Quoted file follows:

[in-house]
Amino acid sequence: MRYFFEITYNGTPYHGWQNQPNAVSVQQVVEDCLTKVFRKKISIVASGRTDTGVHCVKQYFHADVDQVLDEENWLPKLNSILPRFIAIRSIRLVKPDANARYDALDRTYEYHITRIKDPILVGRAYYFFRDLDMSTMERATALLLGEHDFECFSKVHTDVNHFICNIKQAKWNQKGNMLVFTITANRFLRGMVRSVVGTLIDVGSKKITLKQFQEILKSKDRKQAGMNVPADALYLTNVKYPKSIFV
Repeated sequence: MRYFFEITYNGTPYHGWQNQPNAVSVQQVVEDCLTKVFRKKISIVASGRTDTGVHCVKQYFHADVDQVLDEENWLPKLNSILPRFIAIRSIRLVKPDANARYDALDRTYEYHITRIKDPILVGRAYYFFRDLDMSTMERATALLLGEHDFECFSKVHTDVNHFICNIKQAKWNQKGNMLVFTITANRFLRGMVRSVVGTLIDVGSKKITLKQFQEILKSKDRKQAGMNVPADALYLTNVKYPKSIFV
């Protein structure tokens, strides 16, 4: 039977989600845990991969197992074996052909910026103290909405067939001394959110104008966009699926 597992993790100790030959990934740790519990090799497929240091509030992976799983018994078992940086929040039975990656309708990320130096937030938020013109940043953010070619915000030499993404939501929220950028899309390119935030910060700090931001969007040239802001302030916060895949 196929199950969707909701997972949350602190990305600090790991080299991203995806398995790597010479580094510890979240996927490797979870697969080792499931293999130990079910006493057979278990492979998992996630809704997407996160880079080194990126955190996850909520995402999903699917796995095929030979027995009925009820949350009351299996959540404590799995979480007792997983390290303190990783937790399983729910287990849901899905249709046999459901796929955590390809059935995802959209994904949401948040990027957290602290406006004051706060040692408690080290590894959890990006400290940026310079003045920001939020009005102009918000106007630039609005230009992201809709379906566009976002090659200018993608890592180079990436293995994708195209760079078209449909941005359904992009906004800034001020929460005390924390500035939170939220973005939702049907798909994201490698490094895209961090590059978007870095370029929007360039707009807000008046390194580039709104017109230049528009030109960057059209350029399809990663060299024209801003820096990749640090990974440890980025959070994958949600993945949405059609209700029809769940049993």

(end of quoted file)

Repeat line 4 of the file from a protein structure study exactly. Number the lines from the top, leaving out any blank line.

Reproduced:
């Protein structure tokens, strides 16, 4: 039977989600845990991969197992074996052909910026103290909405067939001394959110104008966009699926 597992993790100790030959990934740790519990090799497929240091509030992976799983018994078992940086929040039975990656309708990320130096937030938020013109940043953010070619915000030499993404939501929220950028899309390119935030910060700090931001969007040239802001302030916060895949 196929199950969707909701997972949350602190990305600090790991080299991203995806398995790597010479580094510890979240996927490797979870697969080792499931293999130990079910006493057979278990492979998992996630809704997407996160880079080194990126955190996850909520995402999903699917796995095929030979027995009925009820949350009351299996959540404590799995979480007792997983390290303190990783937790399983729910287990849901899905249709046999459901796929955590390809059935995802959209994904949401948040990027957290602290406006004051706060040692408690080290590894959890990006400290940026310079003045920001939020009005102009918000106007630039609005230009992201809709379906566009976002090659200018993608890592180079990436293995994708195209760079078209449909941005359904992009906004800034001020929460005390924390500035939170939220973005939702049907798909994201490698490094895209961090590059978007870095370029929007360039707009807000008046390194580039709104017109230049528009030109960057059209350029399809990663060299024209801003820096990749640090990974440890980025959070994958949600993945949405059609209700029809769940049993």